You want to be innovative, you want to deliver fresh, engaging lessons, you don’t want to be accused of lazy teaching. You’ve read the latest, hottest blog post about 30 must-have apps/ tools/ platforms that are likely to make your teaching better. You got overwhelmed. You panicked. Now what?
In this lesson students discuss the usefulness of various 2016 inventions. In the second stage of the lesson, students work with word formation exercises, modelled after Cambridge Advanced Use of English Part 3. The lesson is aimed at B2+ students, especially those who are planning to take the Cambridge Advanced exam. The class takes around 45 minutes to complete.
June was all about videos. In this post, I’d like to share my 3 favourite video tools I have been using to incorporate video clips into my classes, 2 short videos I’ve used with different students on a number of occasions and they were always a big hit, and, finally, my new favourite online video series I’d recommend to any English language teacher and learner.
I’ve been teaching English online for 6 months now and I’d like to share some of my (very subjective) thoughts on the matter. If you’re considering giving online teaching a try, you might find this post interesting. Take a look at some of my biggest surprises, most important lessons, and some reservations concerning giving online English classes.
This school year marks the first time I have had the opportunity to work with younger students on a 1-2-1 basis. My kids are 11 and 12, hence the tween label. In this series of posts, I would like to describe several activities that have worked particularly well during our classes (90 mins once a week). Here, you can read about my favourite activities that involve using photos taken by the students with their smartphones.
In March, I rediscovered the power of Twitter which has now become my go-to place when looking for anything ELT. It was thanks to Twitter that I’ve stumbled upon two great websites which I’ve started using with my younger students (ages 11 and 12). Still, some of my problems remain unsolved and here comes my never-ending struggle.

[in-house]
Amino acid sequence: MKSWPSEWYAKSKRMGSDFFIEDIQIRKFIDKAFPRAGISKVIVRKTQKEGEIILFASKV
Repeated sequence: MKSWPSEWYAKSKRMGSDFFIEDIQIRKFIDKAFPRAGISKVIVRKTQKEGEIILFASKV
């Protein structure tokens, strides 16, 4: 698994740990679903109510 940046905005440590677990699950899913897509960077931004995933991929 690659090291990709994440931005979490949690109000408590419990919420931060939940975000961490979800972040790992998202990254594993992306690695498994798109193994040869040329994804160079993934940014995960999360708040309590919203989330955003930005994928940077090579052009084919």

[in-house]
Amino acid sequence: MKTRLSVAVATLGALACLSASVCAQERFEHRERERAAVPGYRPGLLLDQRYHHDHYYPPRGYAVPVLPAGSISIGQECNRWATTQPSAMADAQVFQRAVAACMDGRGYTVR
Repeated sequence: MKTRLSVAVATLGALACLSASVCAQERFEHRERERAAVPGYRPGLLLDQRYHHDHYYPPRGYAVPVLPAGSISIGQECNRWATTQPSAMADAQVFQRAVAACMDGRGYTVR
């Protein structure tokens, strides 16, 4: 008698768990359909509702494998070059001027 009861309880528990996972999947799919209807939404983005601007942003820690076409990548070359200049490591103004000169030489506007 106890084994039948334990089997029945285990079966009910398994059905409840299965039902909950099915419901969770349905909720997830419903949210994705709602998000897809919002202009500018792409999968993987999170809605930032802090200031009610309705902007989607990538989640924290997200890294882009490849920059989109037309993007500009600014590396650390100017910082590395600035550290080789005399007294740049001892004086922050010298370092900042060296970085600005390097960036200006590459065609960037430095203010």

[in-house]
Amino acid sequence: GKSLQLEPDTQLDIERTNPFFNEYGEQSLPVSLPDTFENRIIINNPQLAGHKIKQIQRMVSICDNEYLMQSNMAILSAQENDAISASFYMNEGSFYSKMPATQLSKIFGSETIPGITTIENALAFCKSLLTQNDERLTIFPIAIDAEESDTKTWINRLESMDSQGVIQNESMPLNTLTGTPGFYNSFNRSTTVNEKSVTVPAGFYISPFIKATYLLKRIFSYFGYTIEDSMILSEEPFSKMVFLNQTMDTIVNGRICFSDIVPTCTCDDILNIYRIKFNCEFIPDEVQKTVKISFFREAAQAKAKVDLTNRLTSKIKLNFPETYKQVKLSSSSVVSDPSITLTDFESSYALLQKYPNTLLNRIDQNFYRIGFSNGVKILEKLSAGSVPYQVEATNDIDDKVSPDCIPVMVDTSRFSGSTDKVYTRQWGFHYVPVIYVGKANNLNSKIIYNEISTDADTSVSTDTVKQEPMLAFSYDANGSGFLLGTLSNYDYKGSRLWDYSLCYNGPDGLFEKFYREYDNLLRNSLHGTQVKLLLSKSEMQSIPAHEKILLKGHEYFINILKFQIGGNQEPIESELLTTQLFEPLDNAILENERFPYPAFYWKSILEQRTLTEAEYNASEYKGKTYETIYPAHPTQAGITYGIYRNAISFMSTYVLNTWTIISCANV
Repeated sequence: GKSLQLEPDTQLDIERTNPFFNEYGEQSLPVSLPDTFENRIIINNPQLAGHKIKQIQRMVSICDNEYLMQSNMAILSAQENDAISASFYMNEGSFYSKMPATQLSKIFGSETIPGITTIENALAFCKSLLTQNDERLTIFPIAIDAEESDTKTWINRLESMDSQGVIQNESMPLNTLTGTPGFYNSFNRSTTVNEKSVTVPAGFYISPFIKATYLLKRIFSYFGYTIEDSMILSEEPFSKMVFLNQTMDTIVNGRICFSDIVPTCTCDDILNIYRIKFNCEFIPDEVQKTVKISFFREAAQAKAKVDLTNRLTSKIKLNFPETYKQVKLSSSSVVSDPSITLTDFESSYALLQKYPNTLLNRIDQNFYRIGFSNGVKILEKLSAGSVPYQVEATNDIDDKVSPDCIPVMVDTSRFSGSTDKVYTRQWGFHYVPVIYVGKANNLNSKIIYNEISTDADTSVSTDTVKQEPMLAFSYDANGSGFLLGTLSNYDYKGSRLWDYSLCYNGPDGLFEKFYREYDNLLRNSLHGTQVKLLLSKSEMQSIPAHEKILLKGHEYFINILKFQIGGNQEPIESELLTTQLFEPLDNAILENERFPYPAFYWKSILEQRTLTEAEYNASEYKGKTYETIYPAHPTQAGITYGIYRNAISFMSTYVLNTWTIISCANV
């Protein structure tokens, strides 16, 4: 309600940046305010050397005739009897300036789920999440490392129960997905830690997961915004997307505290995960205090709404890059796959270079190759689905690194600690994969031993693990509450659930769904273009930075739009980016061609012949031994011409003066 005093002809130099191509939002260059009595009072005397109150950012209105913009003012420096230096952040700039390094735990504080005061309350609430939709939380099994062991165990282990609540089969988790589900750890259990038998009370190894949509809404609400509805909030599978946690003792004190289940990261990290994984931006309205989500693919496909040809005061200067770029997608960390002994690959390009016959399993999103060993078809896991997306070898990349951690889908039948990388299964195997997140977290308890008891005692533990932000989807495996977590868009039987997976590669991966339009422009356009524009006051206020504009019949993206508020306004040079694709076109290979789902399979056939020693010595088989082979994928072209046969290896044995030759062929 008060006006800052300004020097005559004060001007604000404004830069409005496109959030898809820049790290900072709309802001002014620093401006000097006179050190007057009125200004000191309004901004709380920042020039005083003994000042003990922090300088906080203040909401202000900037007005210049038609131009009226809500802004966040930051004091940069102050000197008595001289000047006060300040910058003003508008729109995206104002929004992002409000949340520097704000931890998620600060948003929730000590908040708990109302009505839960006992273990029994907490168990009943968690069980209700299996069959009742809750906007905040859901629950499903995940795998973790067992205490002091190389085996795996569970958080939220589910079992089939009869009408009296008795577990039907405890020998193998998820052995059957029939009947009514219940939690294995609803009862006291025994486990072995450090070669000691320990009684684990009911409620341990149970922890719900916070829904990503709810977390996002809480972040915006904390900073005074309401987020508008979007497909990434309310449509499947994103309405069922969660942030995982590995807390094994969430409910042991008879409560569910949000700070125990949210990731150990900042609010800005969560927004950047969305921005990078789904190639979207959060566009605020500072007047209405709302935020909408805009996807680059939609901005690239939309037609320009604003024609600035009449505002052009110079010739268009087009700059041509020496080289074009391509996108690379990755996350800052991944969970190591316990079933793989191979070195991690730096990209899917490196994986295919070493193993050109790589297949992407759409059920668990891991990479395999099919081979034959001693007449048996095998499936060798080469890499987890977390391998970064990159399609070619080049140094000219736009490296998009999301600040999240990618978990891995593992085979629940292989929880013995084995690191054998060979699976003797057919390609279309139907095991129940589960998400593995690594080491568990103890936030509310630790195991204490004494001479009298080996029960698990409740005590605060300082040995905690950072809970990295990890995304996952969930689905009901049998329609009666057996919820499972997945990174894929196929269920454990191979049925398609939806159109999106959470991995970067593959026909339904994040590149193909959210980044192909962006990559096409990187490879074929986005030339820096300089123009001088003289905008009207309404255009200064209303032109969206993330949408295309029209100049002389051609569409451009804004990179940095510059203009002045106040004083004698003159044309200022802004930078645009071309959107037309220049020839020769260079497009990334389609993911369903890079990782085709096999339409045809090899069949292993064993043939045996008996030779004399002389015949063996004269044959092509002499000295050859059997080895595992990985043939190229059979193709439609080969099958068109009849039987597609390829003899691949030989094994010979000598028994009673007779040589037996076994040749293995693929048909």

In February, I spent a lot of time looking for reading and listening resources my students could use for some after class language practice I teach several elementary and pre-intermediate students and finding level-appropriate online resources was more difficult than I’d expected. I also stumbled upon two interesting apps for teachers and learned about a potentially incredible learning website which I’m not quite sure how to use. Take a look!
This smartphone apps listening activity is based around the topic of new technologies and innovative use of smartphone apps. It works best with FCE, CAE, and upper-intermediate students. It compliments well coursebook chapters about technology and its influence on our lives, especially new technologies such as smartphone apps. I used this video published by BBC News.
Workplace robots lesson plan offers reading, listening, and speaking activities. The aim of this class is to discuss the possibility of workplace robots taking over and replacing humans. It is one of the issues many people grapple with and I was counting on my students to have strong opinions here. I was not disappointed. This topic is an instant discussion generator for the classroom. I have seen it in action during ordinary as well as conversation classes and it is golden. Continue Reading …